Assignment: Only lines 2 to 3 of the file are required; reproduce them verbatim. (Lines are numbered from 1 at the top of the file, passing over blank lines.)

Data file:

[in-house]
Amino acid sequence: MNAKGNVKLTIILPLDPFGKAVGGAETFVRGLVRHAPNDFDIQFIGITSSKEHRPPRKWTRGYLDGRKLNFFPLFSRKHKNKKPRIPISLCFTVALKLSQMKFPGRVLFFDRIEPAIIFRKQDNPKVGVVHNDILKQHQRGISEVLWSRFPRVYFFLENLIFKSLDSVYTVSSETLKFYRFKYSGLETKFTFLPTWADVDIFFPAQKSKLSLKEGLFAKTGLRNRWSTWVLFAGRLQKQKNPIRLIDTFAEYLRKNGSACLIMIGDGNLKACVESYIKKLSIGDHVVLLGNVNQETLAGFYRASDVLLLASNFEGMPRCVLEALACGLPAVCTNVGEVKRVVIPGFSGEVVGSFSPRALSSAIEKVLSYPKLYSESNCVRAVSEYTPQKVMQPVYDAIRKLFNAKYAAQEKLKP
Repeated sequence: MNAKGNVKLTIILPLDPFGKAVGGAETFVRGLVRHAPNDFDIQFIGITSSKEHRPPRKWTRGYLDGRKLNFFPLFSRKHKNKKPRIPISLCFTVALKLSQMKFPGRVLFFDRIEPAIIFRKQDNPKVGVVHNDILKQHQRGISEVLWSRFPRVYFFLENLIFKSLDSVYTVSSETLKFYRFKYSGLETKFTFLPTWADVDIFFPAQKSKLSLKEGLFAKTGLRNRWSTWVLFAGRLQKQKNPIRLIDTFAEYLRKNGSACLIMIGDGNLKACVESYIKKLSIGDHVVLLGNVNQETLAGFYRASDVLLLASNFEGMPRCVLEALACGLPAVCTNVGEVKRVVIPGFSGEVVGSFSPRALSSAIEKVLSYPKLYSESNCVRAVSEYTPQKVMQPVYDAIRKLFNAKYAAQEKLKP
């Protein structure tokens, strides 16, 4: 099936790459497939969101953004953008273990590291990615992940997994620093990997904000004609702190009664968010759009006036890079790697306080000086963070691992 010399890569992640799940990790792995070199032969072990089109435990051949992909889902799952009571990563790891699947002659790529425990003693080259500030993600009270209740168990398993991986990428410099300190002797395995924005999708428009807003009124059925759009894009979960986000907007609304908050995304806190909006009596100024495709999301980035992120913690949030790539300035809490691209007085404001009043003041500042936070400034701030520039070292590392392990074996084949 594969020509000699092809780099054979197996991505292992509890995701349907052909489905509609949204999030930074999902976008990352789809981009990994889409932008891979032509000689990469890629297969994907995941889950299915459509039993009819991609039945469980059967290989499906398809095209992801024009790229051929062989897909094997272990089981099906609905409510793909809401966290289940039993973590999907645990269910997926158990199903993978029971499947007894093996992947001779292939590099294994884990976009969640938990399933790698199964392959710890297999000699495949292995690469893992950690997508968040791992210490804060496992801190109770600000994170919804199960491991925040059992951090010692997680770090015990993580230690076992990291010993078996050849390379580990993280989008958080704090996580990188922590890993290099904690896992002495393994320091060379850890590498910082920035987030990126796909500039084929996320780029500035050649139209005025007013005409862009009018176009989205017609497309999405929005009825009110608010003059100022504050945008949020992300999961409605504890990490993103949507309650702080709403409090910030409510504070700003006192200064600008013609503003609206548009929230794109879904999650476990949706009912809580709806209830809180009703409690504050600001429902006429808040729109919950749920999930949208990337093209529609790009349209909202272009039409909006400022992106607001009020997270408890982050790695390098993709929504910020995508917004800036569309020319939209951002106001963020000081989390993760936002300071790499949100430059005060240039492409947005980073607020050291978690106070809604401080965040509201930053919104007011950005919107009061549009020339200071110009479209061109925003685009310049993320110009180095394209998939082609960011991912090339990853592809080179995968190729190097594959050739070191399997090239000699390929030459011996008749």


Amino acid sequence: MNAKGNVKLTIILPLDPFGKAVGGAETFVRGLVRHAPNDFDIQFIGITSSKEHRPPRKWTRGYLDGRKLNFFPLFSRKHKNKKPRIPISLCFTVALKLSQMKFPGRVLFFDRIEPAIIFRKQDNPKVGVVHNDILKQHQRGISEVLWSRFPRVYFFLENLIFKSLDSVYTVSSETLKFYRFKYSGLETKFTFLPTWADVDIFFPAQKSKLSLKEGLFAKTGLRNRWSTWVLFAGRLQKQKNPIRLIDTFAEYLRKNGSACLIMIGDGNLKACVESYIKKLSIGDHVVLLGNVNQETLAGFYRASDVLLLASNFEGMPRCVLEALACGLPAVCTNVGEVKRVVIPGFSGEVVGSFSPRALSSAIEKVLSYPKLYSESNCVRAVSEYTPQKVMQPVYDAIRKLFNAKYAAQEKLKP
Repeated sequence: MNAKGNVKLTIILPLDPFGKAVGGAETFVRGLVRHAPNDFDIQFIGITSSKEHRPPRKWTRGYLDGRKLNFFPLFSRKHKNKKPRIPISLCFTVALKLSQMKFPGRVLFFDRIEPAIIFRKQDNPKVGVVHNDILKQHQRGISEVLWSRFPRVYFFLENLIFKSLDSVYTVSSETLKFYRFKYSGLETKFTFLPTWADVDIFFPAQKSKLSLKEGLFAKTGLRNRWSTWVLFAGRLQKQKNPIRLIDTFAEYLRKNGSACLIMIGDGNLKACVESYIKKLSIGDHVVLLGNVNQETLAGFYRASDVLLLASNFEGMPRCVLEALACGLPAVCTNVGEVKRVVIPGFSGEVVGSFSPRALSSAIEKVLSYPKLYSESNCVRAVSEYTPQKVMQPVYDAIRKLFNAKYAAQEKLKP